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Nursing homes, after being purchased by a real estate investment trust, are likely to see increases in licensed practical nurse and certified nursing assistant staff hours per resident day of 2.15% and 1.55%, respectively. Also, registered nursing staffing can decrease by as much as 6.25% in two to three years after the investment.

That’s according to a study released Wednesday ahead of print by the journal Health Affairs.

“REIT nursing homes may substitute relatively inexpensive LPN and CNA care in place of more expensive RN care,” the authors said. “More investigation is needed to clarify how changes in staffing after REIT investment affect nursing home quality of care.”

Over the past two decades, REITs increasingly have become interested in investing in nursing homes due to the high value of nursing home real estate and the steady volume of residents ready for admission, according to the authors. 

“The market value of nursing home real estate was $116.8 billion in 2019, and total nursing home care spending is projected to grow from $166 billion in 2017 to $240 billion by 2025,” wrote authors Robert Tyler Braun, PhD; Dunc Williams, MHA, PhD; and colleagues.

According to the authors, nursing home investments also may be attractive to REITs because of the increasing demand for services as the US population ages and because of steady reimbursements from Medicare and Medicaid. The youngest members of the Baby Boom generation — those born between 1946 and 1964 — are turning 77 this year.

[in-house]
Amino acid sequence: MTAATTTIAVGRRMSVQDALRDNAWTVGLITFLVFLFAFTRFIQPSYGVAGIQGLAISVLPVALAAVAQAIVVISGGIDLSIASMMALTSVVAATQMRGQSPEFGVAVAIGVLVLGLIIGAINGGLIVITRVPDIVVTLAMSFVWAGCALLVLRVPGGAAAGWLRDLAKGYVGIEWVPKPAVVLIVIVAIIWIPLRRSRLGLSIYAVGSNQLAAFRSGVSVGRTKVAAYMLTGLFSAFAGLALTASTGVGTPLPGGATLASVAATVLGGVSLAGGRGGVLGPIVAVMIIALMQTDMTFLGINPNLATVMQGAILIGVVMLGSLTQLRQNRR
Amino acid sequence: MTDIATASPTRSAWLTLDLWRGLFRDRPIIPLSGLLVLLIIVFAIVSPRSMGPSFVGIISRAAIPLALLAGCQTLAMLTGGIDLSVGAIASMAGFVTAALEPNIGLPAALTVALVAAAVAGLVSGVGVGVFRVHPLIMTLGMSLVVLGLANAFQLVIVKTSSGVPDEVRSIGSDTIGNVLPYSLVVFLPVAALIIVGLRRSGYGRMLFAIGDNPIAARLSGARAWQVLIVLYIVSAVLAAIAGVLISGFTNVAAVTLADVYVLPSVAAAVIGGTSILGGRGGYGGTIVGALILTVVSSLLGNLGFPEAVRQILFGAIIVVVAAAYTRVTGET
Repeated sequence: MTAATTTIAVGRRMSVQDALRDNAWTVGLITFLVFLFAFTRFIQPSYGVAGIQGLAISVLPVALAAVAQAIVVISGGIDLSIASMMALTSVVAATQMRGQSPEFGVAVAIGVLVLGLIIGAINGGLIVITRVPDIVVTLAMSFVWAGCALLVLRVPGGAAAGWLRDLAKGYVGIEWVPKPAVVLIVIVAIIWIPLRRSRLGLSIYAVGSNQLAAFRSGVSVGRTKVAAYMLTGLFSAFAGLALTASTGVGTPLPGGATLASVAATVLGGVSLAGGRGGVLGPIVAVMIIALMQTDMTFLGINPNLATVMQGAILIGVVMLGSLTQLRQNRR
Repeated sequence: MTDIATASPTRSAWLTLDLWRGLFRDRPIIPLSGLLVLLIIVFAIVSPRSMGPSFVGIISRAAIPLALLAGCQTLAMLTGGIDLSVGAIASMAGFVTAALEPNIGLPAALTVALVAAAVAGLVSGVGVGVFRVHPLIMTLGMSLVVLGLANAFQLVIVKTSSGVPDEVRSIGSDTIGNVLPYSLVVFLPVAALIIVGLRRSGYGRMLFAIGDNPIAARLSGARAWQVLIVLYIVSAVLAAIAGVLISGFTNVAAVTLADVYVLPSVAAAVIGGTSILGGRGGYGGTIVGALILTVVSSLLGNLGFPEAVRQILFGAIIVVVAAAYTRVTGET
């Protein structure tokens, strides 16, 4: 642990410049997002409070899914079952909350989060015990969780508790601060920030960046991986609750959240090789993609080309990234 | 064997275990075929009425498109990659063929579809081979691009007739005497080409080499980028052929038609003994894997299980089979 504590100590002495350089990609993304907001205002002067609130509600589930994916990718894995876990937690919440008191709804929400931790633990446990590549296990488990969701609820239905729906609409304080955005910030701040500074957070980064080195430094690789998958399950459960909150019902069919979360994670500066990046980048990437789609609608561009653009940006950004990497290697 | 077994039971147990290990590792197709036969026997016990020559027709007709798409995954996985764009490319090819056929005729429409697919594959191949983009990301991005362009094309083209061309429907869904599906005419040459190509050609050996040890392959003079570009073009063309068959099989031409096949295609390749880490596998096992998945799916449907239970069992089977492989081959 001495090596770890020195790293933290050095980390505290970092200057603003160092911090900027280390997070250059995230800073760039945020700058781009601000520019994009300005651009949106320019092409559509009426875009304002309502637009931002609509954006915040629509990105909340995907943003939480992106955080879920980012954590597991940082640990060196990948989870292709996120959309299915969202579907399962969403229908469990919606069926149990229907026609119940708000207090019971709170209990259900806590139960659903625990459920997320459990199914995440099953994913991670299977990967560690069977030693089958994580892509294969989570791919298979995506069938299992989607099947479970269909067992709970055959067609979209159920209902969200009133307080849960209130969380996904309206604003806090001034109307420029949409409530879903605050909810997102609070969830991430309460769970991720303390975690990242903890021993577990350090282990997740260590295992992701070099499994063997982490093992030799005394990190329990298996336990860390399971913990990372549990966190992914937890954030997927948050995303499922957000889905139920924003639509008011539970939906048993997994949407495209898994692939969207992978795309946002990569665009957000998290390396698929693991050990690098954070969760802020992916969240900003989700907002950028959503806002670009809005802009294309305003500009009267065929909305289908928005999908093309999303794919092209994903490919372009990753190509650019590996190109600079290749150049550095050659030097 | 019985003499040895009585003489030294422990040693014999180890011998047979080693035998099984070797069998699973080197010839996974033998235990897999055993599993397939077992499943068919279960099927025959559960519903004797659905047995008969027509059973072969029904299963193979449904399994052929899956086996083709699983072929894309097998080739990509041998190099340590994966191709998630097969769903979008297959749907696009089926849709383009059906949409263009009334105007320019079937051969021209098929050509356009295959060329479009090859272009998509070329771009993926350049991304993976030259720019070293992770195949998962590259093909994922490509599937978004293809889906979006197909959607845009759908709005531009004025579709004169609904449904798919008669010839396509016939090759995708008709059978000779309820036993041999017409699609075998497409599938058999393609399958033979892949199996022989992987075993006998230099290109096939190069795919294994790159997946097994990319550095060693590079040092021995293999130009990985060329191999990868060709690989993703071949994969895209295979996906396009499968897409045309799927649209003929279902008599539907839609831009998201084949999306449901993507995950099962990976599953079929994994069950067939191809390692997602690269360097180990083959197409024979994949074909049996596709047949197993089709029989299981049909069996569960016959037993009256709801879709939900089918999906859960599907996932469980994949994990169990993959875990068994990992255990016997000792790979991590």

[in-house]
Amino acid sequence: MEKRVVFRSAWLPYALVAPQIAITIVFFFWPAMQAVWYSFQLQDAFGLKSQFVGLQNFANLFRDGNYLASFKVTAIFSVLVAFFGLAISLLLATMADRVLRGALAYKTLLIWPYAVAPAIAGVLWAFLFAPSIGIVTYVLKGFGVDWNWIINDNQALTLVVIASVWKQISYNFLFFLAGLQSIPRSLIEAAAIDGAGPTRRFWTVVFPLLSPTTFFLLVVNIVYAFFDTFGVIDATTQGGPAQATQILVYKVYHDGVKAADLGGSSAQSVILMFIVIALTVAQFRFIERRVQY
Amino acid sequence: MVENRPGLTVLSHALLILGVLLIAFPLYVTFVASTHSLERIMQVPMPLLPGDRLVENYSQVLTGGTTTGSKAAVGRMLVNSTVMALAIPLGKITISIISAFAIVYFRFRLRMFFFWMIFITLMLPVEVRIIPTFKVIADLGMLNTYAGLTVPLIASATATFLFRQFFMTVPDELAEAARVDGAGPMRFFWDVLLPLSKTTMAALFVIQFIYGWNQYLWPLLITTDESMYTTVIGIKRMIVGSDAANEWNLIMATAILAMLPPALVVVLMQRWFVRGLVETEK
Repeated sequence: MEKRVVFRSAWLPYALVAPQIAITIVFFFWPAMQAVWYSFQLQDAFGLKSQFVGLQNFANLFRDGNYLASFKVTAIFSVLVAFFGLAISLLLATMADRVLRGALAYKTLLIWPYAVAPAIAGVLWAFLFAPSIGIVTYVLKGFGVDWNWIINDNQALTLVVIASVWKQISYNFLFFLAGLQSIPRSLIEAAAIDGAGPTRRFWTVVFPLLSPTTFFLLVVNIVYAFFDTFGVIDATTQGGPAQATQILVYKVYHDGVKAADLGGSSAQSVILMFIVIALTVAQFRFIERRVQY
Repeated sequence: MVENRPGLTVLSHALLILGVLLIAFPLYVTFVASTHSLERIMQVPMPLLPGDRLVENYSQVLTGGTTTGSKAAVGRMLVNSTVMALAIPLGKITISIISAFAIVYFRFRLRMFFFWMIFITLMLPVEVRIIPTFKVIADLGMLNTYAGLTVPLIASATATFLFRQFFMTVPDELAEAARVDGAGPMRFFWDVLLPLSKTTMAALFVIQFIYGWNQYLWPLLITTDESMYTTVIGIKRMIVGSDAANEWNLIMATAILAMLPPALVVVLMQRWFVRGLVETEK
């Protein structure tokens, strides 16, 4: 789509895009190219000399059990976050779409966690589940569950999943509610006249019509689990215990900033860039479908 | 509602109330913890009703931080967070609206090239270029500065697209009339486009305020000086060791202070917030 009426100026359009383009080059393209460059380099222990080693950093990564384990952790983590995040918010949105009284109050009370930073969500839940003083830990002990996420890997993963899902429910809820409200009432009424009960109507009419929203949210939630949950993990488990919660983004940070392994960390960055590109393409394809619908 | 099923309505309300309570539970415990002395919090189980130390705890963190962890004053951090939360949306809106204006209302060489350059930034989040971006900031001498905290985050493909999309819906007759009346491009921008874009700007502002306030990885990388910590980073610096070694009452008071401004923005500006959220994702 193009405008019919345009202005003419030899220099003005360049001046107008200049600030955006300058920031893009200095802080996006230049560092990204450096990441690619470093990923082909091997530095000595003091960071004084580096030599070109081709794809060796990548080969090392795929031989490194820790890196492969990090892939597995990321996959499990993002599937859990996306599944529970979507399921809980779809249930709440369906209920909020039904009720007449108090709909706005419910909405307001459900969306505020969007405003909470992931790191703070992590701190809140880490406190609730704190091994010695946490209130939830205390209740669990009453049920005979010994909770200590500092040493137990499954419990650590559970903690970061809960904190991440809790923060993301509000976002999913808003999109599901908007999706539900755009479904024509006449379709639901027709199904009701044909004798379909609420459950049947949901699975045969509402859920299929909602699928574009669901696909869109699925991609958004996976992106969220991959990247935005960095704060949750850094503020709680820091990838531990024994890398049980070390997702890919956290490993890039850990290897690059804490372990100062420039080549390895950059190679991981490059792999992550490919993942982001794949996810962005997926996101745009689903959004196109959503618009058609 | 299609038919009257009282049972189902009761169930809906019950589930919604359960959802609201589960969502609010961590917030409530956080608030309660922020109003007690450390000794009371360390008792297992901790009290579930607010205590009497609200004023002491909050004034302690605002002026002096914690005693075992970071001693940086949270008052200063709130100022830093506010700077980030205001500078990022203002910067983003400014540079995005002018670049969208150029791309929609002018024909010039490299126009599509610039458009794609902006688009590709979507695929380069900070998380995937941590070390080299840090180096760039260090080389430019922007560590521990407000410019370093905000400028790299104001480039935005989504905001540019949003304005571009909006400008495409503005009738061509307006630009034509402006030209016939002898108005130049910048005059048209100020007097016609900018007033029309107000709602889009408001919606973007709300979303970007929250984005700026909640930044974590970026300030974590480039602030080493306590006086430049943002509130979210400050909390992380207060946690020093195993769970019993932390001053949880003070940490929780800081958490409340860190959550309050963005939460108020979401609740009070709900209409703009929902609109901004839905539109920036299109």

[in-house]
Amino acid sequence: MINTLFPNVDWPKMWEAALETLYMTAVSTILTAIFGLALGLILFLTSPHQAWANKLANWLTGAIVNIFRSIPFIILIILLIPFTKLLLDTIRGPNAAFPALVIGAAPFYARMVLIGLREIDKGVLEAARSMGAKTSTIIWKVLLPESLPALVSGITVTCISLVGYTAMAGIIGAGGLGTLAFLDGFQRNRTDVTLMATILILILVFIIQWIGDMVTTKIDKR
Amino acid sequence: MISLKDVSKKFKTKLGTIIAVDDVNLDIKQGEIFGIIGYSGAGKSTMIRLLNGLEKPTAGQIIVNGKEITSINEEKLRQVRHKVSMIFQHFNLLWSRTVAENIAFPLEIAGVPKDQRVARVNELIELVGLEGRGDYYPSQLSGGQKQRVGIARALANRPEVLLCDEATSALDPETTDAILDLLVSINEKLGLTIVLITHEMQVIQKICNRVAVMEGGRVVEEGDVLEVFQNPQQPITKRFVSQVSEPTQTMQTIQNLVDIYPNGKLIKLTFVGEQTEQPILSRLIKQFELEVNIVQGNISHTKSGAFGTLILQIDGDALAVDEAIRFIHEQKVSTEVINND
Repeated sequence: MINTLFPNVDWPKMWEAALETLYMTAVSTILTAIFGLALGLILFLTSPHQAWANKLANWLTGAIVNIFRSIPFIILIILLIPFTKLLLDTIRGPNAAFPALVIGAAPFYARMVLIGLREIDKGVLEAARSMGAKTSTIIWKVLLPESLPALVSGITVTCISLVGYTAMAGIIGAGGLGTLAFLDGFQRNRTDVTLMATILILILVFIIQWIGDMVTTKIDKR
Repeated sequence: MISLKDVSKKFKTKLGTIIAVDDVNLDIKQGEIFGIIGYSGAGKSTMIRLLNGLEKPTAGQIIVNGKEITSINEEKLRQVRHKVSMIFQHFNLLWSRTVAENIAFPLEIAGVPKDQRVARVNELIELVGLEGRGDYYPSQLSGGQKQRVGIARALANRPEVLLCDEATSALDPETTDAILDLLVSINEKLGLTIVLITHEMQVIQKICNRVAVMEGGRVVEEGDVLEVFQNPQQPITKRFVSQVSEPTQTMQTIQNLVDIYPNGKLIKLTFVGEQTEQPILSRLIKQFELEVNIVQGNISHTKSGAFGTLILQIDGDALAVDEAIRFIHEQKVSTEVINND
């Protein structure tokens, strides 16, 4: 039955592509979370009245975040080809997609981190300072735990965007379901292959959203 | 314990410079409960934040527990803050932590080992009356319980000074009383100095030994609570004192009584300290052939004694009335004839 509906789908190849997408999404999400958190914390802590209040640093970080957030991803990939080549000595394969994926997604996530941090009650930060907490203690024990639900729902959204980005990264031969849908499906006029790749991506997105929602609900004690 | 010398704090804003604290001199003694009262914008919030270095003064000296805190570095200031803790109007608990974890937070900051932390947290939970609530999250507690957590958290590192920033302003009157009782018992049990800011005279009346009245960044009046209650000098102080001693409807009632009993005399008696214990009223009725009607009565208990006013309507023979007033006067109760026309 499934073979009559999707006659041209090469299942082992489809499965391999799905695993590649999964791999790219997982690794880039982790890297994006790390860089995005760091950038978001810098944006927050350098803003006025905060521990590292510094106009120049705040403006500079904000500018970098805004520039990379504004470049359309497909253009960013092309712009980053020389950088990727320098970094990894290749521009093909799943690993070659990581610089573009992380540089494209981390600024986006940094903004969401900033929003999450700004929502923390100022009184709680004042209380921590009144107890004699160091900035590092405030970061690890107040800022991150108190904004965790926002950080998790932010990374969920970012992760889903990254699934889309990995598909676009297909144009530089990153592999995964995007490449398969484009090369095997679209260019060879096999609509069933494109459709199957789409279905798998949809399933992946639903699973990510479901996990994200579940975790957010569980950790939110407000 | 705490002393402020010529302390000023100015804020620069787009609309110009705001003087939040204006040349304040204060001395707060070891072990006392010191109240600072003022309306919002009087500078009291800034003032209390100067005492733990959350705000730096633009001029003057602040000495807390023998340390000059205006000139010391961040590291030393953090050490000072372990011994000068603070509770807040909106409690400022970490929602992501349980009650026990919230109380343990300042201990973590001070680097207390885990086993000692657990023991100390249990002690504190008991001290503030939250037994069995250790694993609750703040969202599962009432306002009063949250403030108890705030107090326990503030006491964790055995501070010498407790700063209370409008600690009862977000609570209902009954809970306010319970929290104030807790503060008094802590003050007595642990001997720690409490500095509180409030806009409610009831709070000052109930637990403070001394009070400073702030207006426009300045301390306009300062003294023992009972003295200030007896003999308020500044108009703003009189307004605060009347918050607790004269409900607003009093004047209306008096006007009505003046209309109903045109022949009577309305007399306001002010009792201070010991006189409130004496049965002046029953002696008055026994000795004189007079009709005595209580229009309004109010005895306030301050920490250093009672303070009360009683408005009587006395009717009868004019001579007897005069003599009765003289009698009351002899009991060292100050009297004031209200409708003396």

In 2021, 1,806 nursing homes across the US had investments from REITs, according to the study authors. All of those facilities were located in the lower forty-eight states, with 42% of them located in the South, 27% in the Midwest, 18% in the West and 12% in the Northeast. States with the largest number of REIT-related nursing homes were Texas, Florida, California, Indiana and Ohio.

According to the authors, REITs that invested in the largest numbers of nursing homes through 2021 were:

  • Omega Health Investors (835),
  • Welltower (307),
  • CareTrust REIT (207), 
  • Sabra Health Care REIT ( 170), 
  • Griffin American / Northstar (103), 
  • National Health Investors (90), 
  • Ventas (90),
  • Summit Care II (59),
  • Care Capital Partners (57) and
  • Strawberry Fields REIT (42).

The authors also said that these are the top five nursing home operators that provided care in REIT-owned properties:

  • Genesis Healthcare (14.4%),
  • The Ensign Group (6.3%),
  • Trilogy Management Services (5.4%),
  • HCR Manorcare (now ProMedica Senior Care) (4.1%) and
  • Consulate Health Care (3.7%).

That list would change in the future. For instance, Welltower announced in November that it was moving 147 ProMedica SNFs in its portfolio to a joint venture with Integra Health.